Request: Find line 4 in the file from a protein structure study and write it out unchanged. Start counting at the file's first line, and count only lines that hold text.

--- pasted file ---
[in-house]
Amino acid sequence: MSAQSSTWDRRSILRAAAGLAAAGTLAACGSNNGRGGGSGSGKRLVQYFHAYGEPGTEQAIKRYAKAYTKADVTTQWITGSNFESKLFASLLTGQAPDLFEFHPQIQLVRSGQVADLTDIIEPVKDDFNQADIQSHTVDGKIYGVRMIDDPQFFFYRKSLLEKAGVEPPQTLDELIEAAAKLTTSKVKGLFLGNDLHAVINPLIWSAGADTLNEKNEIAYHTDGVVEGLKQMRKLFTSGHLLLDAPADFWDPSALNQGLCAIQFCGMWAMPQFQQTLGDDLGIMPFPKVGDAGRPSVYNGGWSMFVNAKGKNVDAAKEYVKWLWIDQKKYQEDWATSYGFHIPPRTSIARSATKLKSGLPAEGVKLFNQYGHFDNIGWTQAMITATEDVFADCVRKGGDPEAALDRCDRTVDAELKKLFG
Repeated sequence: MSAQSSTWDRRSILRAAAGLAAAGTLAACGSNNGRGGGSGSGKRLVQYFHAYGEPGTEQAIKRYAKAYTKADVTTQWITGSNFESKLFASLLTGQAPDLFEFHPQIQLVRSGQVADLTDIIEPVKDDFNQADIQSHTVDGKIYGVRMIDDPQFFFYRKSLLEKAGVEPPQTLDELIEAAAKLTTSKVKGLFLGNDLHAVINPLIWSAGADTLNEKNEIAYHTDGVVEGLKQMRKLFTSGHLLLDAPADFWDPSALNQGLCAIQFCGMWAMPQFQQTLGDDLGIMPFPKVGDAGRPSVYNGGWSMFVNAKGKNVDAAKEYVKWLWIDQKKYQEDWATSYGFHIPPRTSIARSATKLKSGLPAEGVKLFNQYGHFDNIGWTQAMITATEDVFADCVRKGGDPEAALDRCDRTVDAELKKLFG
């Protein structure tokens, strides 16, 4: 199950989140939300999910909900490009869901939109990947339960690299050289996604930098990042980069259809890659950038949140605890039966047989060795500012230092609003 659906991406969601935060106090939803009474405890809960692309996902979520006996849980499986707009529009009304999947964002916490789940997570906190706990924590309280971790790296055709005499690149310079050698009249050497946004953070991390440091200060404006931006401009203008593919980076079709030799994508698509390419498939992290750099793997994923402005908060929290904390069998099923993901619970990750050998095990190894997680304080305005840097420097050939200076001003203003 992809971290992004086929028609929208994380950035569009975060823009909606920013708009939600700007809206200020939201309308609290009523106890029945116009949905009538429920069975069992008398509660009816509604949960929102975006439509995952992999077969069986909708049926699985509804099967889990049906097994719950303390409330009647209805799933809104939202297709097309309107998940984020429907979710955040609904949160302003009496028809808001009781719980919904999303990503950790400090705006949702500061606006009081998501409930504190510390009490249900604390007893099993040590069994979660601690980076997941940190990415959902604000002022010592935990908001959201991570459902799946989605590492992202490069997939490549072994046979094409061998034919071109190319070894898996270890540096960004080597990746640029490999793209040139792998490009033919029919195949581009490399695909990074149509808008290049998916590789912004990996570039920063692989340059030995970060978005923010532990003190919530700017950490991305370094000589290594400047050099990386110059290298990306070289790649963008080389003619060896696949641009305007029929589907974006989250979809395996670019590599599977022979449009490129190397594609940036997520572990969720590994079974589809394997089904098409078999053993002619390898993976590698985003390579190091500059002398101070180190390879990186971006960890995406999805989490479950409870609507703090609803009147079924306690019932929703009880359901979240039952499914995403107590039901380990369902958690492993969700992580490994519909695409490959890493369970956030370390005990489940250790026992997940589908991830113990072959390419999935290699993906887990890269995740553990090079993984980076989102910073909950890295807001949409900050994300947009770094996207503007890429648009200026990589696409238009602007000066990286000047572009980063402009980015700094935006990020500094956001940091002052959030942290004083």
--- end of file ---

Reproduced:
């Protein structure tokens, strides 16, 4: 199950989140939300999910909900490009869901939109990947339960690299050289996604930098990042980069259809890659950038949140605890039966047989060795500012230092609003 659906991406969601935060106090939803009474405890809960692309996902979520006996849980499986707009529009009304999947964002916490789940997570906190706990924590309280971790790296055709005499690149310079050698009249050497946004953070991390440091200060404006931006401009203008593919980076079709030799994508698509390419498939992290750099793997994923402005908060929290904390069998099923993901619970990750050998095990190894997680304080305005840097420097050939200076001003203003 992809971290992004086929028609929208994380950035569009975060823009909606920013708009939600700007809206200020939201309308609290009523106890029945116009949905009538429920069975069992008398509660009816509604949960929102975006439509995952992999077969069986909708049926699985509804099967889990049906097994719950303390409330009647209805799933809104939202297709097309309107998940984020429907979710955040609904949160302003009496028809808001009781719980919904999303990503950790400090705006949702500061606006009081998501409930504190510390009490249900604390007893099993040590069994979660601690980076997941940190990415959902604000002022010592935990908001959201991570459902799946989605590492992202490069997939490549072994046979094409061998034919071109190319070894898996270890540096960004080597990746640029490999793209040139792998490009033919029919195949581009490399695909990074149509808008290049998916590789912004990996570039920063692989340059030995970060978005923010532990003190919530700017950490991305370094000589290594400047050099990386110059290298990306070289790649963008080389003619060896696949641009305007029929589907974006989250979809395996670019590599599977022979449009490129190397594609940036997520572990969720590994079974589809394997089904098409078999053993002619390898993976590698985003390579190091500059002398101070180190390879990186971006960890995406999805989490479950409870609507703090609803009147079924306690019932929703009880359901979240039952499914995403107590039901380990369902958690492993969700992580490994519909695409490959890493369970956030370390005990489940250790026992997940589908991830113990072959390419999935290699993906887990890269995740553990090079993984980076989102910073909950890295807001949409900050994300947009770094996207503007890429648009200026990589696409238009602007000066990286000047572009980063402009980015700094935006990020500094956001940091002052959030942290004083």